Hal Holbrook returns to St. Louis in ‘Mark Twain Tonight’ | St. Louis Public Radio

Hal Holbrook returns to St. Louis in ‘Mark Twain Tonight’

Apr 10, 2015

For over sixty years, Emmy and Tony award winning actor Hal Holbrook has recreated the role of Mark Twain in “Mark Twain Tonight.” He has returned to St. Louis and will once again perform his one man show on Saturday in UMSL’s Touhill Performing Arts Center to benefit the Eugene Field House Foundation.

Hal Holbrook as Mark Twain
Credit Courtesy Mark Twain Boyhood Home and Museum

Holbrook told “Cityscape” host Steve Potter that surprisingly, he did not grow up reading books by Mark Twain but discovered the author as an adult. At a time when he was struggling, Holbrook picked up a copy of “Tom Sawyer” and found that it suddenly made him feel better. He also realized he could use the material to create a theatrical work.

Holbrook began his one man show in a small New York night club.  But his career soon got a boost when Ed Sullivan saw the show and invited him to perform on his famed nationwide television show.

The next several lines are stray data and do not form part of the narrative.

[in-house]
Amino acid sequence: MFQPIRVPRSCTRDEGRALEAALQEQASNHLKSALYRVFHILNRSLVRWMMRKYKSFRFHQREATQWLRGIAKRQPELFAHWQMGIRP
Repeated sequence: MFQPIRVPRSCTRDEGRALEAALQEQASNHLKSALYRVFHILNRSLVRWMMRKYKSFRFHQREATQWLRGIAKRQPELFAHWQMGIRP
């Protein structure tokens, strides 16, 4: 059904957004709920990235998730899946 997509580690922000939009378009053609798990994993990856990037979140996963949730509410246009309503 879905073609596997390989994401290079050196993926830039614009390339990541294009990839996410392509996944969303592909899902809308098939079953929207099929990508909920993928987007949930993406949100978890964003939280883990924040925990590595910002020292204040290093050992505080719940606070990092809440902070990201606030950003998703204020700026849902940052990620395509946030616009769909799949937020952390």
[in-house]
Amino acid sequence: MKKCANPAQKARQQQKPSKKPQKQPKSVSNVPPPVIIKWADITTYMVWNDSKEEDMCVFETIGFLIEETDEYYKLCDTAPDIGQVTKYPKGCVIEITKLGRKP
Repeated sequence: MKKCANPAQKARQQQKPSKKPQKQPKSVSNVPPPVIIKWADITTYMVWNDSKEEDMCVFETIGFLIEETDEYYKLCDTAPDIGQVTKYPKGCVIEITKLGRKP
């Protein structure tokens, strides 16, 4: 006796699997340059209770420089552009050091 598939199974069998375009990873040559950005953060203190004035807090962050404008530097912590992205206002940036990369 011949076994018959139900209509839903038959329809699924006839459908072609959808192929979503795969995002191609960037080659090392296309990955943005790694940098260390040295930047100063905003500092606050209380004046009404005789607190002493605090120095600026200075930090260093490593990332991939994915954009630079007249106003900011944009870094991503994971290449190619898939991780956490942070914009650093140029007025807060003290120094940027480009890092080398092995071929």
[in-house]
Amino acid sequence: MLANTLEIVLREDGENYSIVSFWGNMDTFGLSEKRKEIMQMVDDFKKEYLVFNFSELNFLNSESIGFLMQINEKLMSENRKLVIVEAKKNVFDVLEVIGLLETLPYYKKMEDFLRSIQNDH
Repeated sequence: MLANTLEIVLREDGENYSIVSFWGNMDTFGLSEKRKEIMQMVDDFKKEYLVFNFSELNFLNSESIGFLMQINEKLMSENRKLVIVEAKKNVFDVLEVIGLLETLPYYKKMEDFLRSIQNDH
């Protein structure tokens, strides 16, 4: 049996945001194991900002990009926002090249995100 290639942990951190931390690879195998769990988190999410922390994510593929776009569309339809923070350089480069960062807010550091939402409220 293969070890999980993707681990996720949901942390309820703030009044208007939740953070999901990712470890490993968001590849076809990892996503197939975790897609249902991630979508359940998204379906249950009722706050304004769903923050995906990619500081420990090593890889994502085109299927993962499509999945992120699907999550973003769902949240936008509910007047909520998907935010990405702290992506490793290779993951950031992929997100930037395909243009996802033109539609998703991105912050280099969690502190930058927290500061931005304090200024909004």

One thing that bothers Holbrook is that the public remembers Mark Twain for his antics as a young boy in Hannibal, but forgets his role as a social critic. When Potter asked what he thought Mark Twain would think about our politics today, Holbrook responded, “I think Mark Twain would be disgusted, utterly and totally disgusted with how we have jerked our democracy around into some kind of a strange pretzel that will not work. You cannot treat democracy like an enemy. Democracy requires people to disagree with each other, make some kind of an adjustment and keep walking in the same direction. But when we turn it into a conflict, democracy will die and it’s on its way right now out the door, and we better watch out.”

Related event

Hal Holbrook in "Mark Twain Tonight"

  • When: April 11, 2015; 8:00 p.m.
  • Where: Lee Theater in UMSL’s Touhill Performing Arts Center
  • More information

“Cityscape” is produced by Mary Edwards and Alex Heuer and sponsored in part by the Missouri Arts Council, the Regional Arts Commission, and the Arts and Education Council of Greater St. Louis.